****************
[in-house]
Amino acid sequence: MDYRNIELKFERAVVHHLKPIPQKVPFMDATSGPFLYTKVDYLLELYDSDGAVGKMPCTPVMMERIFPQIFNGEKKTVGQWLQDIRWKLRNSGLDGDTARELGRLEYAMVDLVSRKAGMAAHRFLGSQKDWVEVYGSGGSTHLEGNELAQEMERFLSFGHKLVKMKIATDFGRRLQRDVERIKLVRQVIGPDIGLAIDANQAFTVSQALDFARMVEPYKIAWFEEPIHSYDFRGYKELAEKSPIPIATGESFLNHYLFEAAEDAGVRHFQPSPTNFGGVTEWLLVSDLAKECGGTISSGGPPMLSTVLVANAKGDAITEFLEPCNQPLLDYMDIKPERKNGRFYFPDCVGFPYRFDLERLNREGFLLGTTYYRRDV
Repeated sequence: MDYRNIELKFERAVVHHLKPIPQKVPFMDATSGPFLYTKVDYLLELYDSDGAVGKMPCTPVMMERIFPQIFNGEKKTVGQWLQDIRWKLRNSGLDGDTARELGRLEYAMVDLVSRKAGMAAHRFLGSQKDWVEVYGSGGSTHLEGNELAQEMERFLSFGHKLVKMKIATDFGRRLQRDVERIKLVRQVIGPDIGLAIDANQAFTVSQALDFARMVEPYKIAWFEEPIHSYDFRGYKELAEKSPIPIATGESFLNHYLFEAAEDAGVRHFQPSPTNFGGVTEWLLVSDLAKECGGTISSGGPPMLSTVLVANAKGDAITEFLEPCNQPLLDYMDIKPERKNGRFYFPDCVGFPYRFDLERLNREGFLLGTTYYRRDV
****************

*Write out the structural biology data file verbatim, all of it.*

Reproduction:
[in-house]
Amino acid sequence: MDYRNIELKFERAVVHHLKPIPQKVPFMDATSGPFLYTKVDYLLELYDSDGAVGKMPCTPVMMERIFPQIFNGEKKTVGQWLQDIRWKLRNSGLDGDTARELGRLEYAMVDLVSRKAGMAAHRFLGSQKDWVEVYGSGGSTHLEGNELAQEMERFLSFGHKLVKMKIATDFGRRLQRDVERIKLVRQVIGPDIGLAIDANQAFTVSQALDFARMVEPYKIAWFEEPIHSYDFRGYKELAEKSPIPIATGESFLNHYLFEAAEDAGVRHFQPSPTNFGGVTEWLLVSDLAKECGGTISSGGPPMLSTVLVANAKGDAITEFLEPCNQPLLDYMDIKPERKNGRFYFPDCVGFPYRFDLERLNREGFLLGTTYYRRDV
Repeated sequence: MDYRNIELKFERAVVHHLKPIPQKVPFMDATSGPFLYTKVDYLLELYDSDGAVGKMPCTPVMMERIFPQIFNGEKKTVGQWLQDIRWKLRNSGLDGDTARELGRLEYAMVDLVSRKAGMAAHRFLGSQKDWVEVYGSGGSTHLEGNELAQEMERFLSFGHKLVKMKIATDFGRRLQRDVERIKLVRQVIGPDIGLAIDANQAFTVSQALDFARMVEPYKIAWFEEPIHSYDFRGYKELAEKSPIPIATGESFLNHYLFEAAEDAGVRHFQPSPTNFGGVTEWLLVSDLAKECGGTISSGGPPMLSTVLVANAKGDAITEFLEPCNQPLLDYMDIKPERKNGRFYFPDCVGFPYRFDLERLNREGFLLGTTYYRRDV